An attack on a bank or bank premises is an act of terrorism that should be treated as such.
But how should the government handle an incident involving a terrorist group or group of people that are likely to use this attack to advance their objectives?
The government has identified four groups and three persons that are most likely to be involved in such an attack: The Islamic State of Iraq and Syria (ISIS), al-Qaeda in the Arabian Peninsula (AQAP), the Taliban and the Taliban-affiliated Haqqani network.
The Government has also identified a group that is known to have been behind an attack on the Parliament in Canberra in February and a number of other incidents in which the government has investigated, thwarted and disrupted attacks.
All four of these groups and individuals have engaged in violence in the past and pose a threat to Australia.
The government is also looking at the impact of these individuals on Australia’s public safety and security.
The Islamic Republic of Iran, a major regional power, has repeatedly claimed responsibility for terrorist attacks and has shown its capability to conduct operations in Australia.
Australia is also at risk of being targeted by the Iranian Revolutionary Guards Corps, which is a major security and intelligence organisation in the country.
The group is known for using a range of tactics and is known as the Islamic Revolutionary Guard Corps (IRGC) in Iran.
The IRGC is also active in Afghanistan, Iraq and Yemen.
The Australian government has also raised concerns about the risk to Australians travelling to Iran for medical treatment, although there is no specific threat to Australian citizens.
Other potential threats include the Taliban, al-Qaida and other violent extremist groups, which have used the internet to spread their message of violence and destruction.
The Iranian Government is also known for its extensive involvement in violent anti-government demonstrations across the country, and has used these to advance its ideology and conduct activities that may be seen as destabilising or hostile to Australia, including in recent months, when it has taken action against Australian media organisations, including the ABC and SBS.
In December last year, Iran conducted a military exercise in which it deployed several strategic ballistic missiles in an attempt to challenge Australia.
Iran also threatened to attack Australia’s allies and the United States.
Australia has also been hit by a number more recent terrorist attacks, including one that killed two people at a shopping mall in Melbourne in July 2016.
The number of recent attacks on Australians has increased since the September 11 attacks, when a man driving a truck rammed a crowd of pedestrians on a Sydney street and then sped away.
On the same day, a man in Melbourne attacked a group of tourists at the Golden Jubilee celebrations.
An Australian-born Muslim who was born in Melbourne and has lived in Australia for more than 15 years, Ali Hamad was a former Australian soldier who had travelled to Afghanistan to fight with the Afghan National Army in 2001.
He was killed in a US air strike in 2003 and his body was recovered years later.
The man was known as a “devil-may-care” terrorist who had killed Australians and foreigners overseas and was known for his violent behaviour.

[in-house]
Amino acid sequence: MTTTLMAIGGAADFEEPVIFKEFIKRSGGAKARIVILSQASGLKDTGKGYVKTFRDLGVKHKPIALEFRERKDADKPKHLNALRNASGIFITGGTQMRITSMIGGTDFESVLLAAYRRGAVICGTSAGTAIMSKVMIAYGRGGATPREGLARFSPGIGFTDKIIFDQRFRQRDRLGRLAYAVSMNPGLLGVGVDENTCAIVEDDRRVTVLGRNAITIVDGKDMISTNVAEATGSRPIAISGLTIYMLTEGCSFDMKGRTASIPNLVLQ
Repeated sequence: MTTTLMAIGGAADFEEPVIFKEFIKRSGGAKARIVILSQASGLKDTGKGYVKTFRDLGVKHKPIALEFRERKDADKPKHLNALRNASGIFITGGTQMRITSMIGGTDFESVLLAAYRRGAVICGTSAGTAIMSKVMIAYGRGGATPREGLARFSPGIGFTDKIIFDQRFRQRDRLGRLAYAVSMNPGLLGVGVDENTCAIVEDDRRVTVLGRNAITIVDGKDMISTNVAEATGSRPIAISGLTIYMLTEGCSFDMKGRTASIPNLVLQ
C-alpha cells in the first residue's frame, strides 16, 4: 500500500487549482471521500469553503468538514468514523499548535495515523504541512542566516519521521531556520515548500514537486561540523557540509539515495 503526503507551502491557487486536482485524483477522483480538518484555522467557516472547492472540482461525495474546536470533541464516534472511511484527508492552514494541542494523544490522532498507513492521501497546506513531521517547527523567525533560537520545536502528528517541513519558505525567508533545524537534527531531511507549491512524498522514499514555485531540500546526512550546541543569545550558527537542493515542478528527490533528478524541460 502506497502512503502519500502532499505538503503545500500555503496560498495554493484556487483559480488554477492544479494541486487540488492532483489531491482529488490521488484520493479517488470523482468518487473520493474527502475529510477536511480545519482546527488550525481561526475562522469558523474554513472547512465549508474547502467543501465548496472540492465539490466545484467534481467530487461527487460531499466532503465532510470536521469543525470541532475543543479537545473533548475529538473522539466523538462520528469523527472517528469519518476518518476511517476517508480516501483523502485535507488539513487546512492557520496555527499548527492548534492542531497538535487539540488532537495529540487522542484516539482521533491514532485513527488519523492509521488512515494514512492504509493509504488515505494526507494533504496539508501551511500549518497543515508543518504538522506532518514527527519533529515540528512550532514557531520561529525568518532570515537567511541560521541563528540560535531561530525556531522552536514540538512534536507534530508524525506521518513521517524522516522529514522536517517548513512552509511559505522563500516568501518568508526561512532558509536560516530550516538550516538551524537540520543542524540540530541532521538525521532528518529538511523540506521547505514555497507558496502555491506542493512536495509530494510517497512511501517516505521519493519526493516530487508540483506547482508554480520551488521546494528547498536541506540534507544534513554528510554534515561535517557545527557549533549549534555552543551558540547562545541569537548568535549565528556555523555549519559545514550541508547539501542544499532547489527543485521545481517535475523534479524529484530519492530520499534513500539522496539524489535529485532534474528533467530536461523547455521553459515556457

His name is also on a list of the world’s most wanted terrorists released by the US Department of Homeland Security last year.
Since then, the Australian government and security agencies have been concerned about a number incidents that have been linked to the Islamic State, but these incidents have so far been the exception rather than the rule.
According to the Australian Security Intelligence Organisation (ASIO), the Islamic States has claimed responsibility in the recent attacks in Sydney, Brisbane, Melbourne, Canberra and Sydney.
It is not clear if the Islamic state group has specifically claimed responsibility, but its activities have been known to include attacks on targets in Sydney and Brisbane.
The most recent attack on Australian soil came on September 15 when a suspected ISIS member detonated an explosive device in the parking lot of a shopping centre in Sydney’s CBD.
A short time later, a bomb was detonated at the Australian Defence Force base in Darwin.
This attack on Sydney’s CityLink shopping centre was the second major attack on an Australian target in two months.
In the Brisbane suburb of Bundaberg, a vehicle was driven into pedestrians on the city’s south-western fringe on September 19.
The driver of the vehicle was shot dead and the attacker was apprehended.
The incident was the third such attack on Australians in a month and is likely to prompt further concern.
Australia’s security agencies are also working with the US and Australian authorities to identify individuals and groups that have expressed an interest in conducting an attack in Australia or overseas.
In March, the Federal Government announced a plan to beef up security measures at international airports, which included a heightened level of screening of passengers coming into the country from Australia and overseas.
Australian authorities have also begun to monitor the activities of individuals and organisations suspected of planning and participating in terrorism-related activities.
The Department of Defence has also set up a new Joint Counter Terrorism Centre, which has the authority to coordinate national security intelligence and information sharing across the various federal agencies and the